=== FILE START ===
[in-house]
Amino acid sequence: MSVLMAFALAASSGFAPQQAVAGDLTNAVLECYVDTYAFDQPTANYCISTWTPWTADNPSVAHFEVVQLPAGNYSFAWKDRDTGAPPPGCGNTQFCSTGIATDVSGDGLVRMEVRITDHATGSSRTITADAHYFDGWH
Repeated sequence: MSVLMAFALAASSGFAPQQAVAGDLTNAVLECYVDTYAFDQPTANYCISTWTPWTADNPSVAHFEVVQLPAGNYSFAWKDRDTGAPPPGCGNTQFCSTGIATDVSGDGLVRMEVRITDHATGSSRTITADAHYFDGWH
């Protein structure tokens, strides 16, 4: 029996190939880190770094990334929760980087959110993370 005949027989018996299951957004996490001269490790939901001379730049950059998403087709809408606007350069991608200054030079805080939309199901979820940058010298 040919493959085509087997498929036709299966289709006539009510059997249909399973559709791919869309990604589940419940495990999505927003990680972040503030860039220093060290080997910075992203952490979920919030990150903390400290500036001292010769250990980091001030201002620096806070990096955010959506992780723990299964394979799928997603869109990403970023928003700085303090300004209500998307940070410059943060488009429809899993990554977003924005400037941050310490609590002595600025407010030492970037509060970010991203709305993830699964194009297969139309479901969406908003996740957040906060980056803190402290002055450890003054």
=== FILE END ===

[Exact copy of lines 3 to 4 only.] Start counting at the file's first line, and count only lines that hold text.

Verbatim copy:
Repeated sequence: MSVLMAFALAASSGFAPQQAVAGDLTNAVLECYVDTYAFDQPTANYCISTWTPWTADNPSVAHFEVVQLPAGNYSFAWKDRDTGAPPPGCGNTQFCSTGIATDVSGDGLVRMEVRITDHATGSSRTITADAHYFDGWH
């Protein structure tokens, strides 16, 4: 029996190939880190770094990334929760980087959110993370 005949027989018996299951957004996490001269490790939901001379730049950059998403087709809408606007350069991608200054030079805080939309199901979820940058010298 040919493959085509087997498929036709299966289709006539009510059997249909399973559709791919869309990604589940419940495990999505927003990680972040503030860039220093060290080997910075992203952490979920919030990150903390400290500036001292010769250990980091001030201002620096806070990096955010959506992780723990299964394979799928997603869109990403970023928003700085303090300004209500998307940070410059943060488009429809899993990554977003924005400037941050310490609590002595600025407010030492970037509060970010991203709305993830699964194009297969139309479901969406908003996740957040906060980056803190402290002055450890003054």